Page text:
If Harper loses Oshawa-Whitby, it could serve as a bell weather for what will happen in Ontario. If Ontario turns against Harper, he will have no majority. And, if a majority is out of reach, Harper will have to ditch his stump speech -- and, perhaps, politics altogether.

Saturday, August 23, 2014

At War With Reality


In a recent speech to the Canadian Medical Association, Health Minister Rona Ambrose told her audience:

“At the end of the day, for policymakers like me, it’s the medical science and data-based evidence that must guide our decisions on health sector regulation and allocation of resources.”

It was a remarkable statement. In October, she announced that her government would no longer allow doctors to prescribe medical heroin because:

There is no evidence at this point that heroin … giving heroin to heroin addicts … is any way an effective treatment … As I said, there is no evidence that this is an effective, safe treatment … no clinical evidence … There is no clear evidence to suggest that this a safe treatment and it’s not a good idea for Health Canada to be supporting giving heroin to heroin addicts when there’s no scientific evidence that this is a safe treatment …

But Michael Spratt writes:

Actually, there’s copious evidence supporting the use of medical-grade opiates to treat addiction. The European Monitoring Centre for Drug and Drug Addiction released a 176-page study on the use of doctor-supervised medicinal heroin. Here’s what the study found:

Over the past 15 years, six RCTs have been conducted involving more than 1,500 patients, and they provide strong evidence, both individually and collectively, in support of the efficacy of treatment with fully supervised self-administered injectable heroin, when compared with oral MMT, for long-term refractory heroin-dependent individuals. These have been conducted in six countries: Switzerland (Perneger et al., 1998); the Netherlands (van den Brink et al., 2003); Spain (March et al., 2006); Germany (Haasen et al., 2007), Canada (Oviedo-Joekes et al., 2009) and England (Strang et al., 2010).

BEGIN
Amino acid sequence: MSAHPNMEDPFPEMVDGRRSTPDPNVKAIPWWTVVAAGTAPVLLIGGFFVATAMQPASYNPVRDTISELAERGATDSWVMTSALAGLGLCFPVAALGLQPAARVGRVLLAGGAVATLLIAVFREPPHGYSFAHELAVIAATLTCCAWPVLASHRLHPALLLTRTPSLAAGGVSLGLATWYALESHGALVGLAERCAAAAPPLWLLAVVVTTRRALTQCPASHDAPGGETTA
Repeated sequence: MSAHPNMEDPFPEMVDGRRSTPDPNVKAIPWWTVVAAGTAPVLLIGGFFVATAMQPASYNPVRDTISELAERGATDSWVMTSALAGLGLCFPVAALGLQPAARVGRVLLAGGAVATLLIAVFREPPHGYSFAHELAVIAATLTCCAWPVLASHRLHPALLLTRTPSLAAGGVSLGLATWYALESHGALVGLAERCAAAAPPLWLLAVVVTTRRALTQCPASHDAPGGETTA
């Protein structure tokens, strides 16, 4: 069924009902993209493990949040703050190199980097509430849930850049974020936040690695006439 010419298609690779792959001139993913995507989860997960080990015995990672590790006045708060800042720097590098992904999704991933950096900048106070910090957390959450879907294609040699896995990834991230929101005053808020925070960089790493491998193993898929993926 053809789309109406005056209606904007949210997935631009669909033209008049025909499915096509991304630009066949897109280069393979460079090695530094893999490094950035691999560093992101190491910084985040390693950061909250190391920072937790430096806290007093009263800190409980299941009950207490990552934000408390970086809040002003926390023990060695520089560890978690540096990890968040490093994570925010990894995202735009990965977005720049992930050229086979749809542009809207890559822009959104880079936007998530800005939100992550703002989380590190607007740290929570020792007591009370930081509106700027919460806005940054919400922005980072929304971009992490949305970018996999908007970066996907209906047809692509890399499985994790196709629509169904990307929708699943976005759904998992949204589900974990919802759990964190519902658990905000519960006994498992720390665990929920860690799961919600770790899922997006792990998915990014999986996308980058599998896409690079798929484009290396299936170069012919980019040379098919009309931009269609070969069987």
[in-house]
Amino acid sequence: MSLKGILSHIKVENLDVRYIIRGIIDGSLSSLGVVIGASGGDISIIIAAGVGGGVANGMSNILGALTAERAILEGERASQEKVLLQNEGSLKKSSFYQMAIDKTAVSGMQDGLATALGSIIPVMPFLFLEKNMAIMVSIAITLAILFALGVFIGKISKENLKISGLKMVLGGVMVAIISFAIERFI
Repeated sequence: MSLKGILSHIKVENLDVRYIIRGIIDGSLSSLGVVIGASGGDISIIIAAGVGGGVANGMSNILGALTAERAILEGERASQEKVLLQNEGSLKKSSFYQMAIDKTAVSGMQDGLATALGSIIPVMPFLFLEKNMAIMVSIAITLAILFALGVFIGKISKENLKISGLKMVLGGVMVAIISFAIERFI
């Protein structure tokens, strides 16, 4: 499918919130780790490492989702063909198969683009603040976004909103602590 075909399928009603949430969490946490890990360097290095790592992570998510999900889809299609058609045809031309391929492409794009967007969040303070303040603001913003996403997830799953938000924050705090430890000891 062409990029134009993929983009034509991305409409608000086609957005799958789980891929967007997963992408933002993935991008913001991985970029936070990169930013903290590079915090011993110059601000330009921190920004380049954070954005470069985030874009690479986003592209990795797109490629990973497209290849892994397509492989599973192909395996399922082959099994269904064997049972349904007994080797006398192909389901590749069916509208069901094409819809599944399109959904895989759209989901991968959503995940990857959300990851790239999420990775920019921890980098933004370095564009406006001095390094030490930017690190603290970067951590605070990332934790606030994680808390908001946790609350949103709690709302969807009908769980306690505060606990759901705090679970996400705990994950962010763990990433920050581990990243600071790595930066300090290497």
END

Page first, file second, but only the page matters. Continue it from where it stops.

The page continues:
For Harperians, when facts get in the way of ideology, facts lose. This is particularly true at the Ministry of Justice:

In May the federal government cut Justice’s research budget by $1.2 million. According to an internal government report, the Justice Department’s research budget was slashed just as an internal report for the deputy minister was warning its findings “may run contrary to government direction” and have “at times left the impression that research is undermining government decisions” and is not “aligned with government or departmental priorities.”

And, so, the they continue their war on reality. And, when reality gets in the way, they create their own.

Friday, August 22, 2014

The Randian


The death of Tina Fontaine has once again sparked demands for a public enquiry into the epidemic of murdered and missing aboriginal women. But, yesterday, Stephen Harper again rejected those demands:

"We should not view this as sociological phenomenon," the prime minister told a news conference Thursday. "We should view it as crime. It is crime against innocent people, and it needs to be addressed as such."